The real reason I ask: Resound Futures cost $2,600 total and I hear well in regular quiet situations, but horribly in echo-y or noisy surroundings.

The alternative, spend an additional $3,000 for the next level up - Phonak, Widex, etc.

I assume most of you will say in order to hear in noise I need to spend more for a better aid.

pdxpete - I have the exact same issues you are having and wear the Phonak Smart IX with Power Dome. I’m strongly considering a custom mold. Are you going to request a custom mold with the Phonak Audeo. I’m curious.

I tried a power dome with the Audeo S IX and found it to be itchy as well. I now have a custom power receiver made from a mold - it gets itchy from time to time too, but I think that’s just an effect of having something “lodged” in the ear.

It takes a bit for environmental noise to settle down, at least in my experience, but while I’ve been HOH in my right ear for 30 years, I’ve been using a hearing aid for only 2-3 months. But even with the challenge of having monaural loss (and it IS a challenge, let me tell you), I’m reasonably happy with the Phonak. I switched from the Audeo S to a Naida because I sweat - the performance is exactly the same, but the batteries last longer since it’s a bit bigger.

I don’t know if our situations are analogous. I wore the Delta 8000 rite for five years and lost one. So I tried the Resound Futures. I found I had problems with word discrimination and speech in noisy situations with them. I tried the Oticon Agil Pros for one week and there was a huge postiive difference. I’ve returned the Futures and will be trialing the Agil Pros for 45 days. Ultimately, I feel that hearing as well as I possibly can, is worth the price difference even though it’s a real stretch for me.

oops you wrote about your power domes in your first post, my bad. your audi should have given you a couple of the power dome buds as they are not meant to be permanent. if not call and ask for him or her to mail you some. you can take one cut triangle holes (base of triangle of course point out) openings out of them, one on top and one at the bottom for one dome and on another dome cut a triangle on the right and on the left. Technically you should reprogram the aid as the aid may feedback more due to the new openings. but this should give you an idea of what an open fit will sound like. if you like what you hear you can go back to the audi and have him/her get you open fit buds and recalibrate the aid.

Honestly, this kind of thing along with a closed custom ear mold is purely for tweaking purposes. The aid should sound acceptable before doing these things, which in your case they do not.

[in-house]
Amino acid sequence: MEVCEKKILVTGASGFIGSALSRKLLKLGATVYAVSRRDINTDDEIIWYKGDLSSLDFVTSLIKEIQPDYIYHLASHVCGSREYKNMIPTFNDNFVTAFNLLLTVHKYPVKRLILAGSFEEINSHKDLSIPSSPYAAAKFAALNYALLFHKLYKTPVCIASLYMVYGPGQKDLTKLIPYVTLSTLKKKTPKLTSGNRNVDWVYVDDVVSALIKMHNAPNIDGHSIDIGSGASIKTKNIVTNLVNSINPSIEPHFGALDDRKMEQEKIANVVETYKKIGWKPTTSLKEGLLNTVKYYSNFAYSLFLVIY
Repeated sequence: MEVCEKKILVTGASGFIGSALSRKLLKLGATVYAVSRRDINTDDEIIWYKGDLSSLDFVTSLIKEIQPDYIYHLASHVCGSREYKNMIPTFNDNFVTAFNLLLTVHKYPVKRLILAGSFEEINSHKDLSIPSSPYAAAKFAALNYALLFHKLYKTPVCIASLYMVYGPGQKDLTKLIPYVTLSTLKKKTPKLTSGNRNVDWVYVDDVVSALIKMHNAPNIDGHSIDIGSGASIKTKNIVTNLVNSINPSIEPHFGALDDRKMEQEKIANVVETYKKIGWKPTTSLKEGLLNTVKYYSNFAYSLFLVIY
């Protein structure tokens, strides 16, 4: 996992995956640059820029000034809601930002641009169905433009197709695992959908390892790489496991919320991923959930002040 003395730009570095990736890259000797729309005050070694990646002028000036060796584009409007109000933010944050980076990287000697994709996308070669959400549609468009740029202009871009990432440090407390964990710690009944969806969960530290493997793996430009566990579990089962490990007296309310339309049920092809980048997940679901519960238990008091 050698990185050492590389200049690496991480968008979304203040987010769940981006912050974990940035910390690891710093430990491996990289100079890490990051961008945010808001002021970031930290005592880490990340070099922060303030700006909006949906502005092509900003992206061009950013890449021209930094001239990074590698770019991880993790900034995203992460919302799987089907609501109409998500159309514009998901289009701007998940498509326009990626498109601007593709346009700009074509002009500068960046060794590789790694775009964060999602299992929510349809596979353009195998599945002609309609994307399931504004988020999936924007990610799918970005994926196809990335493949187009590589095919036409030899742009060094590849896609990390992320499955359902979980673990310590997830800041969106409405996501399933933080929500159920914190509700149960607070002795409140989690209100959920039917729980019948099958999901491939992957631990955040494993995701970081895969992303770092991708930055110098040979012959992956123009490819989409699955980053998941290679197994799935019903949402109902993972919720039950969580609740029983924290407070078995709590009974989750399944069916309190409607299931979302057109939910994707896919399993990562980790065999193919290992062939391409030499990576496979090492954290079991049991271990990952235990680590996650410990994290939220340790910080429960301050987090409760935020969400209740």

do you clean your buds with alcohol every day? otherwise you will have to do what others on the board do, gold plating.

Widex is not known for hearing in noise. Widex’s are known for sounding pleasant in quiet situations.

Phonak SPICE aids are known for hearing in noise. They use 4 directional microphones, 2 per aid in tandem. However, they need to be programmed well otherwise the soundflow technology or something may treat speech like noise and you will not hear a thing. got to get the phonak rep to program the aid if your audi fails to deliver. If you can’t find a SPICE aid then go for oticon, the former speech in noise king.

That sounds a bit prescriptive to me. The current crop of Widex seem to perform pretty well in noise too.

There’s two things to mention here: Firstly, the trade-off between effective vent size and occlusion/gain is an inexact science - the ability of people to tolerate different levels of occlusion depends on both their experience and low frequency loss. This means that for even the same aid with two different customers, the perception of low frequency background noise loudness will be different. That’s before you even consider the compliance of different eardrum tension and the size of different canals.

Secondly, there are various techniques around to deal with the ‘wobbles’ caused by the different phase of the incoming and canal sound in open fittings. Unitron in particular have been marketing this aspect of their latest platform which ‘re-matches’ the canal resonance and phase.

The Futures are pretty good in noise but you have to ask the audiologist to adjust them. They can adjust speech in noise up and background noise down and it makes a big difference.

what you may need is a hearing aid with more channels. Or a better audiologist, I think the mold may improve a bit the ability to discern speech but just a small part of the story.